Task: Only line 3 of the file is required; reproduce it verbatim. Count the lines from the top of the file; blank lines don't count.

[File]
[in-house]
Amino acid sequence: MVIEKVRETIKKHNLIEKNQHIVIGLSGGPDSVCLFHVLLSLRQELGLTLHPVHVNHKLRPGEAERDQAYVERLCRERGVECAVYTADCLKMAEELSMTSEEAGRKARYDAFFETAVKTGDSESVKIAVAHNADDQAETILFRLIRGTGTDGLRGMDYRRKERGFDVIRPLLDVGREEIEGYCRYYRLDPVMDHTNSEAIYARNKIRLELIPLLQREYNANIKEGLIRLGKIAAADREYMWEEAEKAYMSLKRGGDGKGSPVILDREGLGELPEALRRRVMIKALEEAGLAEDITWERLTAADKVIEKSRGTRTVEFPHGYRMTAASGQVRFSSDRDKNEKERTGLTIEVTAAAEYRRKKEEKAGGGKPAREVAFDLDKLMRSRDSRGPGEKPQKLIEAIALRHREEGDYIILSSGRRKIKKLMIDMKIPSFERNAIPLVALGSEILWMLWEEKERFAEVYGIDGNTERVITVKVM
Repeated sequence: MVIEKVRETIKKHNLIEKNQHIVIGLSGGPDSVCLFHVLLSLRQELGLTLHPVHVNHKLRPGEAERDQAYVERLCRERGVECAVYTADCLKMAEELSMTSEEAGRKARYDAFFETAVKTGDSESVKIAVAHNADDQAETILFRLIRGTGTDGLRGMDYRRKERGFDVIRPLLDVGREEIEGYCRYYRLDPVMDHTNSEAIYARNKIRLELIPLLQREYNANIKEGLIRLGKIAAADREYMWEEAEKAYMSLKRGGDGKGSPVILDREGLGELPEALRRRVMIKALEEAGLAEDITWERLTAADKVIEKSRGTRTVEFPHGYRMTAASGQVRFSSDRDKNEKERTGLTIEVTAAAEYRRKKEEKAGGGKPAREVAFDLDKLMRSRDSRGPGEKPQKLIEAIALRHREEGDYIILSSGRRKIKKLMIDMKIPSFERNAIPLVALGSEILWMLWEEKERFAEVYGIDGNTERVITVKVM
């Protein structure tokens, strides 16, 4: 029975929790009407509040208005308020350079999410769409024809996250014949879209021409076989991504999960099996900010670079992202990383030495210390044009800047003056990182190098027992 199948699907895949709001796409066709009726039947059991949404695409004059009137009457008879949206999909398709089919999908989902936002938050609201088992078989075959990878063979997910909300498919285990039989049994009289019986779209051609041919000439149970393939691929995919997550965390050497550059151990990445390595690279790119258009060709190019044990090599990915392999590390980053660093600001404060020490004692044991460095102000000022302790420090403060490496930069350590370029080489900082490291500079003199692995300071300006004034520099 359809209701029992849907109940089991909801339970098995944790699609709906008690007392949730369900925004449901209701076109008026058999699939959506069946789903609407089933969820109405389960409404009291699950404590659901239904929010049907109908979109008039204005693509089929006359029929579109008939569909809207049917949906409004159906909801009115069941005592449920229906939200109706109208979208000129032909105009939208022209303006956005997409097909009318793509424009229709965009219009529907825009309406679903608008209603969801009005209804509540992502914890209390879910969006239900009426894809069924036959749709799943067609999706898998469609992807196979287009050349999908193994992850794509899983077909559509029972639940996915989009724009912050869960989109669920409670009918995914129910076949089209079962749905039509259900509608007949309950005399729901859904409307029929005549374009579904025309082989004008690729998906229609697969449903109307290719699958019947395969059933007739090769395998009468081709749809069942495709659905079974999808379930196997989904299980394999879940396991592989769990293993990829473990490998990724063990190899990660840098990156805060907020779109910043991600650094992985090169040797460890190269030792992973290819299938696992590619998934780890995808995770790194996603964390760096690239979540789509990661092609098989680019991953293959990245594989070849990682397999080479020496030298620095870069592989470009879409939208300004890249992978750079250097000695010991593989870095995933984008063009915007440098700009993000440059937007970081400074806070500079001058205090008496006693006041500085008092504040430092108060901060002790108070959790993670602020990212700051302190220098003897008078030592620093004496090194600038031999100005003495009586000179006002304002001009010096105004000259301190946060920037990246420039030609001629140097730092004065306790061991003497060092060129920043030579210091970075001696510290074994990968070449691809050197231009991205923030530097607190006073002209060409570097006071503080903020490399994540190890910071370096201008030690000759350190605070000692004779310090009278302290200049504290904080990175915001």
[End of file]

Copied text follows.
Repeated sequence: MVIEKVRETIKKHNLIEKNQHIVIGLSGGPDSVCLFHVLLSLRQELGLTLHPVHVNHKLRPGEAERDQAYVERLCRERGVECAVYTADCLKMAEELSMTSEEAGRKARYDAFFETAVKTGDSESVKIAVAHNADDQAETILFRLIRGTGTDGLRGMDYRRKERGFDVIRPLLDVGREEIEGYCRYYRLDPVMDHTNSEAIYARNKIRLELIPLLQREYNANIKEGLIRLGKIAAADREYMWEEAEKAYMSLKRGGDGKGSPVILDREGLGELPEALRRRVMIKALEEAGLAEDITWERLTAADKVIEKSRGTRTVEFPHGYRMTAASGQVRFSSDRDKNEKERTGLTIEVTAAAEYRRKKEEKAGGGKPAREVAFDLDKLMRSRDSRGPGEKPQKLIEAIALRHREEGDYIILSSGRRKIKKLMIDMKIPSFERNAIPLVALGSEILWMLWEEKERFAEVYGIDGNTERVITVKVM